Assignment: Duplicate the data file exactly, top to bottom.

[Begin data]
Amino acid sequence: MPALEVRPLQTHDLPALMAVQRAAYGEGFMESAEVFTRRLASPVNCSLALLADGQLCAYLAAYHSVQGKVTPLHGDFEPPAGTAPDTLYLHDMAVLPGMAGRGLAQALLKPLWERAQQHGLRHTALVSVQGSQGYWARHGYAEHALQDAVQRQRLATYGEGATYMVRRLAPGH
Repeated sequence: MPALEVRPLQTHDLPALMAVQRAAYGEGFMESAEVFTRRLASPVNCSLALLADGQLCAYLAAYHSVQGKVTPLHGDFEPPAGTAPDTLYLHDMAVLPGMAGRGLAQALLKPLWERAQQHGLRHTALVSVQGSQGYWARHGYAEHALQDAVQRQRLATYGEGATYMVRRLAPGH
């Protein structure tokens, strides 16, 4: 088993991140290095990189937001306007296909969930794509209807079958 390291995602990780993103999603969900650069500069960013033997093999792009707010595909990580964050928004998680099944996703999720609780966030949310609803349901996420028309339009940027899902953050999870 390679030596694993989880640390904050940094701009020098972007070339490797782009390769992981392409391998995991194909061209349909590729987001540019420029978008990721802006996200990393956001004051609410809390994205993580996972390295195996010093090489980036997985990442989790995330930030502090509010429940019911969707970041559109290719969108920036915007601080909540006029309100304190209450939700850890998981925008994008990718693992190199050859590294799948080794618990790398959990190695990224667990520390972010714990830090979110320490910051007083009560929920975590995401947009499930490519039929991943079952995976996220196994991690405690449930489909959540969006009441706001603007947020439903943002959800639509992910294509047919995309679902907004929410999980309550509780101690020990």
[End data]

Amino acid sequence: MPALEVRPLQTHDLPALMAVQRAAYGEGFMESAEVFTRRLASPVNCSLALLADGQLCAYLAAYHSVQGKVTPLHGDFEPPAGTAPDTLYLHDMAVLPGMAGRGLAQALLKPLWERAQQHGLRHTALVSVQGSQGYWARHGYAEHALQDAVQRQRLATYGEGATYMVRRLAPGH
Repeated sequence: MPALEVRPLQTHDLPALMAVQRAAYGEGFMESAEVFTRRLASPVNCSLALLADGQLCAYLAAYHSVQGKVTPLHGDFEPPAGTAPDTLYLHDMAVLPGMAGRGLAQALLKPLWERAQQHGLRHTALVSVQGSQGYWARHGYAEHALQDAVQRQRLATYGEGATYMVRRLAPGH
């Protein structure tokens, strides 16, 4: 088993991140290095990189937001306007296909969930794509209807079958 390291995602990780993103999603969900650069500069960013033997093999792009707010595909990580964050928004998680099944996703999720609780966030949310609803349901996420028309339009940027899902953050999870 390679030596694993989880640390904050940094701009020098972007070339490797782009390769992981392409391998995991194909061209349909590729987001540019420029978008990721802006996200990393956001004051609410809390994205993580996972390295195996010093090489980036997985990442989790995330930030502090509010429940019911969707970041559109290719969108920036915007601080909540006029309100304190209450939700850890998981925008994008990718693992190199050859590294799948080794618990790398959990190695990224667990520390972010714990830090979110320490910051007083009560929920975590995401947009499930490519039929991943079952995976996220196994991690405690449930489909959540969006009441706001603007947020439903943002959800639509992910294509047919995309679902907004929410999980309550509780101690020990």